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Content Any Way U Want It!

BG Falcon Media

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Students balance school, pregnancy in college years

As University students take exams, many picture graduating with a diploma, but not so many factor in having a child.

“I honestly didn’t believe the doctor when she told me…” said junior Bria Hall. “I thought ‘This is impossible.’”

Hall, a 20 year-old and Canton, Michigan native, discovered she was pregnant at the end of July at a check-up at the Falcon Health Center.

“I didn’t even go in for a pregnancy test. I went in for a refill on birth control and I was talking to the doctor, because I felt that my hormones were out of whack, my boobs were sore and things that usually went along on with birth control issues,” Hall said. “We were using birth control and condoms, not every time, but I was switching birth controls and no one told me that for the first month, the birth control was ineffective and that’s how I got pregnant.”

The National Campaign to Prevent Teen and Unplanned Pregnancy conducted a study that estimates 61 percent of women who have children after enrolling in community college end up dropping out. Although Hall refuses to let the status quo define her success, she will be taking online classes in the spring and plans on returning to campus by the start of the fall 2015 semester.

“My mother was in college when she found out she was pregnant with me. My mom ended up dropping out,” Hall said. “She eventually went back but it took her longer and I just don’t want to stop. I don’t want to take a semester off. I want to graduate as soon as possible and continue with my career.”

Hall and her boyfriend, Willis Hill, are expecting a baby girl, Emeri, on April 6 of next year. Hall and Hill are currently living together and plan on staying in Bowling Green until graduation. Hall, studying health science and Hill, studying exercise science, plan on graduating in fall 2015.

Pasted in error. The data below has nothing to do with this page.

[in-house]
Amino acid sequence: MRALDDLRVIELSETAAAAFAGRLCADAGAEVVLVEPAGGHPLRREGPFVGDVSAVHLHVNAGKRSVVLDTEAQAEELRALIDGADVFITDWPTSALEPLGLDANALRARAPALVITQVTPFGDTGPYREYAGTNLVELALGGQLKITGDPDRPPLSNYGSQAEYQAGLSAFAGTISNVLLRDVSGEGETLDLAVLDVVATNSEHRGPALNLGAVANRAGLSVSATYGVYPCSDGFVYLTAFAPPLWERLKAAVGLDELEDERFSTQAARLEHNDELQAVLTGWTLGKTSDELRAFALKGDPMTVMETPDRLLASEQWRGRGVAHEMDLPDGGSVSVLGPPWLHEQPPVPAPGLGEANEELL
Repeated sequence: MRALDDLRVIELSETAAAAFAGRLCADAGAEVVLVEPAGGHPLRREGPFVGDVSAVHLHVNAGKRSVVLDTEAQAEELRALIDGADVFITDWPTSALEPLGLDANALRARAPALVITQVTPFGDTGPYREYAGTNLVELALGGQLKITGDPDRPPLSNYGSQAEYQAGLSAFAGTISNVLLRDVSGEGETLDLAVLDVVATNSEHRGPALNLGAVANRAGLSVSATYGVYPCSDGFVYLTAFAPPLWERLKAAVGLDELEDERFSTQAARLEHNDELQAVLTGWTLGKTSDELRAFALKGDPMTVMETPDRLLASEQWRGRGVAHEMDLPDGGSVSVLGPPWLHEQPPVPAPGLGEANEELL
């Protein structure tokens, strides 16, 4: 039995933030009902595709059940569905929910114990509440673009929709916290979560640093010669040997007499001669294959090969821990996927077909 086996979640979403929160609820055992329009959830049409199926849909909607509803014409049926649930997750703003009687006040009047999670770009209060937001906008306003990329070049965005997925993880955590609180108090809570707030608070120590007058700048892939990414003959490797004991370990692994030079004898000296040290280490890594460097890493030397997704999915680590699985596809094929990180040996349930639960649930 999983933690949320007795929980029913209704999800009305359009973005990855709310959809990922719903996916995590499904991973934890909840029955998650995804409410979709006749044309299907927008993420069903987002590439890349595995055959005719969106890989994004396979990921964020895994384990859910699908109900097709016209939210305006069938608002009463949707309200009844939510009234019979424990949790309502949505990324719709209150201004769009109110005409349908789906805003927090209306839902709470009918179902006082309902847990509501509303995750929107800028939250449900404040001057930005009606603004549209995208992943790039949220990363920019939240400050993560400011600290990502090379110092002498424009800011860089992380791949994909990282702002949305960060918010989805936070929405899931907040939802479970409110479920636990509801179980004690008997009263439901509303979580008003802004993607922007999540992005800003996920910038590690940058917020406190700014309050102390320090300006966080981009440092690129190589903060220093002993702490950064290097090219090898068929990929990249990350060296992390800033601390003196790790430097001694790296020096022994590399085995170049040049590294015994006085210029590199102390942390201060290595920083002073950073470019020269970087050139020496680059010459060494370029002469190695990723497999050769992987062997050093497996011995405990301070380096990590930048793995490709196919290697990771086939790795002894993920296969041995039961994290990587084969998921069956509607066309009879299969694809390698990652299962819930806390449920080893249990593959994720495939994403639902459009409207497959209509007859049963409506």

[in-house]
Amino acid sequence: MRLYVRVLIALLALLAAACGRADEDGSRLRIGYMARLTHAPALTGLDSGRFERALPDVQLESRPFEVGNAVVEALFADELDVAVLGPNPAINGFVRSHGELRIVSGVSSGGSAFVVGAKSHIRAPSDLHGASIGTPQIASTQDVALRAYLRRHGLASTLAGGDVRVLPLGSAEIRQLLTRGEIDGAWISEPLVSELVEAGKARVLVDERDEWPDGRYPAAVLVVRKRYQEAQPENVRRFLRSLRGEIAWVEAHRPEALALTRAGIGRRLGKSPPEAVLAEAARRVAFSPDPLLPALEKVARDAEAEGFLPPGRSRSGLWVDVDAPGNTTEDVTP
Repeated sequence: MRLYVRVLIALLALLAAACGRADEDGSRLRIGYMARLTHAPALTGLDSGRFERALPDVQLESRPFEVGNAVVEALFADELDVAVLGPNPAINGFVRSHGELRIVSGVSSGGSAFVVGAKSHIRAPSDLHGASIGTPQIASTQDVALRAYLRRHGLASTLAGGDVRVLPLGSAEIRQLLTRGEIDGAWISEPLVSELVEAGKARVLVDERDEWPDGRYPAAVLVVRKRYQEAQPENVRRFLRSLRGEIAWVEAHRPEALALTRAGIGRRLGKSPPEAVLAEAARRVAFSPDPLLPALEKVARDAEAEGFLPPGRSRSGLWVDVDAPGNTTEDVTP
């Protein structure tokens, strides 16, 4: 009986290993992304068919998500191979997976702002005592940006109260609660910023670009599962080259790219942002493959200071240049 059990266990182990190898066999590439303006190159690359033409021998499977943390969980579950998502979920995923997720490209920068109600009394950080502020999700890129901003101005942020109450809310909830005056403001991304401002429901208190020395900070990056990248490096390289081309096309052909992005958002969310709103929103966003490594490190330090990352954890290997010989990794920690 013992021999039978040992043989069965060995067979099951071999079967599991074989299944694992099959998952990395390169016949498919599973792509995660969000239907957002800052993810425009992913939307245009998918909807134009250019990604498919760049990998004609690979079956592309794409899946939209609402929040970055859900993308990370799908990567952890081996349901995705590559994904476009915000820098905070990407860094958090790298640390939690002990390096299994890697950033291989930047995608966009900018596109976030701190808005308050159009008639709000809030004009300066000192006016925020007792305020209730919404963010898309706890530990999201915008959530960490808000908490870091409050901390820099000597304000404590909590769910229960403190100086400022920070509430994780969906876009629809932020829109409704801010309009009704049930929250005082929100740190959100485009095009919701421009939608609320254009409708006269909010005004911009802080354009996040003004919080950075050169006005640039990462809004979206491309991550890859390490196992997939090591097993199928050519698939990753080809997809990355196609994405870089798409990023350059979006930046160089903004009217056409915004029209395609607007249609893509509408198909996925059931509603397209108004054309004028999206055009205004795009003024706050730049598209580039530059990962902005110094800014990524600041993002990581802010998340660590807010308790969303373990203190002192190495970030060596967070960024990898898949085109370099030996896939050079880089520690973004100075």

According to a study done by Bayer HealthCare, 53 percent of the young people aged 15-24 surveyed in the United States admitting to having unprotected sex with a new partner. According to Stanford University’s Sexual Health Peer Resource Center, one in four college students have an STD. Although students know the risk, there is still an overwhelming number of students still practicing unsafe sex.

In a 2010 study by Guttmacher Institute “Characteristics of U.S. Abortion Patients,” at least half of American women will experience an unintended pregnancy by age 45. In 2008, abortion rates were one in 10 women will have an abortion by age 20. With 18–19-year-olds obtaining 11 percent of abortions, women in their 20s account for more than half of all abortions: Women aged 20–24 obtain 33 percent of all abortions, and women aged 25–29 obtain 24 percent.

“I thought about all of my options, adoption, abortion, keeping it. When I found out I was 19, in college, I’m like what do I do?” Hall said. “But after talking to my mom, then Willis, then his parents, we kind of decided that babies are a blessing. Obviously this happened for a reason, so we were like we can do it, it’s going to be hard, but we have a year left of school, we can do it.”

When pregnant there are three options: adoption, termination and parenting. The only person who can decide is the person who is pregnant, although Bria Hall found that talking to her family and boyfriend helped her decision.

The Falcon Health Center referred Hall to the Bowling Green Pregnancy Center, which offers free services. Executive Director of the Bowling Green Pregnancy Center, Shelly Burkhart, describes all the center has to offer.

“All of our client advocates and nurses are trained to help women with unplanned pregnancy. Up to 75 percent of our clientele are students, and all of our services are free,” Burkhart said. “We discuss all options: parenting, making an adoption plan, abortion procedures and risks.”

The National Campaign to Prevent Teen and Unplanned Pregnancy stated among unmarried women in their 20s with some college education, 77 percent of all pregnancies are unplanned. Unplanned pregnancies can increase emotional and financial stress on the young men and women involved, which can impede academic performance.

For senior Shelby Wilson, her pregnancy was planned, but just off by a couple weeks.

“I got married in March and I wanted to have a baby right away, but I thought it would be due after graduation.”

Wilson, graduating this weekend with a degree in event planning, was hoping to have her child during Thanksgiving break. She gave birth to a boy on Dec. 6.

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